Google’s hardware team under Rick Osterloh has struggled to find its footing in recent years, but it had a certifiable hit on its hands with last year’s Pixel 6 and Pixel 6 Pro. Not resting on its laurels, Google has revealed a new batch of Pixel devices at Google I/O, plus offered up some teasers for devices that will launch in the coming months… and even next year. It was really an embarrassment of riches for Pixel fans.
The most immediate and important change to Google’s Pixel line is the new Pixel 6a. Naturally, this is the successor to the Pixel 5a from last year. The device adopts the same physical design language as the Pixel 6, and it even has Google’s high-end Tensor mobile processor. One notable drawback to this approach: there’s no headphone jack. This may be a dealbreaker for some. The phone will have a 6.1-inch 1080p OLED screen, 6GB of RAM, and 128GB of storage. On the camera front, little has changed from previous A-series phones. You’ll get a 12.2MP primary and a 12MP ultrawide, but the real magic of Pixel cameras is in the software anyway. This phone will be available for pre-order on July 21 for $449.
Alongside the 6a, Google will also be launching the Pixel Buds Pro, patching a gaping hole in its personal audio lineup. These buds are a little bulky-looking compared to the Pixel Buds A, but they can do a lot more. Google is particularly proud of the custom six-core audio processing chip that enables active noise canceling for the first time in Google’s Pixel family. Google says it uses something called “Silent Seal” to adapt to your ears and maximize the amount of sound canceled. They also have the pressure sensor and dynamic seal similar to the 2020 Pixel Buds, which can prevent that stopped-up feeling you get from other earbuds. They’ll retail for $199 when they launch on July 21.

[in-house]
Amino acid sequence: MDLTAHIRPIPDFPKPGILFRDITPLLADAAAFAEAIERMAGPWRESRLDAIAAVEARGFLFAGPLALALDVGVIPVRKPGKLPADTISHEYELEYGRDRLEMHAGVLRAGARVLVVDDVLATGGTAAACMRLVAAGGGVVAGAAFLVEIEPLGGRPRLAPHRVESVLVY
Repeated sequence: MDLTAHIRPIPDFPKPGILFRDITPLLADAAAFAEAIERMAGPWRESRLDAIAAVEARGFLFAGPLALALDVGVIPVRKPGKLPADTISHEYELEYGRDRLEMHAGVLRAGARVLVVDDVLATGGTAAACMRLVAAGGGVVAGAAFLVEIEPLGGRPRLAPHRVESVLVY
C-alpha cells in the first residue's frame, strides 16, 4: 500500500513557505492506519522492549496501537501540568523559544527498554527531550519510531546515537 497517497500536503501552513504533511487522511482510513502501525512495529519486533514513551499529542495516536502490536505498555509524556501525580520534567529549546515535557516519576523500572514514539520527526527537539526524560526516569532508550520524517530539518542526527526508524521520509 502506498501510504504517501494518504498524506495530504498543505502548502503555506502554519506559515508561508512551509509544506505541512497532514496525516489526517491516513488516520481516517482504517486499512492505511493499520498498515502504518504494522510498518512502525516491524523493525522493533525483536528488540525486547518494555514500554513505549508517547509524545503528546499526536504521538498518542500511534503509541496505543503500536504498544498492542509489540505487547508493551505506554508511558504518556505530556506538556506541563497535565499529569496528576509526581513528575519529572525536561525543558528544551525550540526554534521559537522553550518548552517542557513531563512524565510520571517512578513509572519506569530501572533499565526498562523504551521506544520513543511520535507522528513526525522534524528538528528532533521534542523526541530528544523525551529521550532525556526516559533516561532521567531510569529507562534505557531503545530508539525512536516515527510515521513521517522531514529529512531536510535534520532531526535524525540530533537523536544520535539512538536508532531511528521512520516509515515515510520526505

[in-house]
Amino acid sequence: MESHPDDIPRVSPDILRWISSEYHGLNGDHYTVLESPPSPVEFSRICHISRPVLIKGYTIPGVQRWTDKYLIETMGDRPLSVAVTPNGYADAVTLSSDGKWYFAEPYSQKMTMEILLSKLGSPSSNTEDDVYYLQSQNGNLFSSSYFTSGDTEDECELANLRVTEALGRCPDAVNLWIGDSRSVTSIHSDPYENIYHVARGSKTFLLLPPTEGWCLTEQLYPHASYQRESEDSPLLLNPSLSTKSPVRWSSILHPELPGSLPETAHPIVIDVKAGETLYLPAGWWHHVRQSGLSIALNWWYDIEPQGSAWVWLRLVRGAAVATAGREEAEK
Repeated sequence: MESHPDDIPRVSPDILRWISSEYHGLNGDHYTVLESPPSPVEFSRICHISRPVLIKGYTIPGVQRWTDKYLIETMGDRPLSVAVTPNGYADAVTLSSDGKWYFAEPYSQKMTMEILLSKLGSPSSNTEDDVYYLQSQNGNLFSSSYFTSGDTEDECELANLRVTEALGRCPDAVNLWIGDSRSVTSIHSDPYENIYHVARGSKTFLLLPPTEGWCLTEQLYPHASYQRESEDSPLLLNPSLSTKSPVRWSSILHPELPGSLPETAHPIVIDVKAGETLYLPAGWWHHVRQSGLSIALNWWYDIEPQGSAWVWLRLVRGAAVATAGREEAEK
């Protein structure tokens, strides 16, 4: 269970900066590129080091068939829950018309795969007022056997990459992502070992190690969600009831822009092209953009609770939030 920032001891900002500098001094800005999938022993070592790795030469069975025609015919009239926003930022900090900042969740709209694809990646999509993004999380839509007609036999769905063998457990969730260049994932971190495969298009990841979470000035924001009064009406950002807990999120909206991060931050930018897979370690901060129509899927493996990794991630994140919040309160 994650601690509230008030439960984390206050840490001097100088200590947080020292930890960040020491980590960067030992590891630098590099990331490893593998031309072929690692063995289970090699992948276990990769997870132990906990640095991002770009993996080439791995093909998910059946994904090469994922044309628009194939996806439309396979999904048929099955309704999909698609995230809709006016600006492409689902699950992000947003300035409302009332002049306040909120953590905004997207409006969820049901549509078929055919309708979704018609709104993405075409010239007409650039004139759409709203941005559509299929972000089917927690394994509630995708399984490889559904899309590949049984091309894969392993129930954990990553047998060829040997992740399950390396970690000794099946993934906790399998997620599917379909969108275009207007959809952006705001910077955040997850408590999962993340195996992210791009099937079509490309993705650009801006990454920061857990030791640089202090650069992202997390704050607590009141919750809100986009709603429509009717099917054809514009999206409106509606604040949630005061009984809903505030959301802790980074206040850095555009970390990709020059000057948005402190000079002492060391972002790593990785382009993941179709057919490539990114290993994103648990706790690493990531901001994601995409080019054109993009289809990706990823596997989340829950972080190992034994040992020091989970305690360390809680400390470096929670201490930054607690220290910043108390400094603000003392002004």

Google also looked further into the future during the I/O keynote, revealing the Pixel Watch for the first time. This device won’t launch until fall, so there’s a lot we don’t know about it. We do know Google is finally taking advantage of its ownership of Fitbit, integrating the firm’s advanced fitness tracking in the watch. It looks like a very fancy piece of hardware with a stainless steel case and a curved glass dome over the touch screen—it’s basically a round Apple Watch. Google demoed a few features of the watch, giving us our first glimpse of Wear OS 3.1, including new versions of Maps and Assistant on wearables. Pricing and exact release date are still up in the air, but it won’t be cheap—leaks have placed it at $300-400.
We expect the watch to launch at the same time as the Pixel 7, which Google also teased for the fall. There’s even less information about this device, but the presenter did cite a change that addresses one of my personal Pixel 6 nitpicks. The Pixel 7 will have the same oversized camera visor as the Pixel 6, but instead of being a combination of glass and plastic, it will be all aluminum. The Pixel 7 and Pixel 7 Pro will ship with Android 13, which is only available in beta right now. The new OS will probably begin rolling out to current-gen Pixel devices a few weeks prior to this phone’s launch.
Google even looked forward to 2023 at I/O, pre-announcing the Pixel Tablet. That’s not to be confused with the Pixel Slate, the Chrome OS tablet that was unceremoniously dumped 18 months after release when Google decided it didn’t want to make tablets anymore. What a difference a few years can make. The Pixel Tablet will run Android, which reinforced Google’s newfound focus on large-screen Android devices. It even created an “extra” version of Android this cycle focused on tablets: Android 12L. By the time the Pixel Tablet ships, it will surely be on Android 13… or 14? It may be a year or more before we get all the details, but you’ll have the Pixel 7 and Pixel Watch to tide you over until then.
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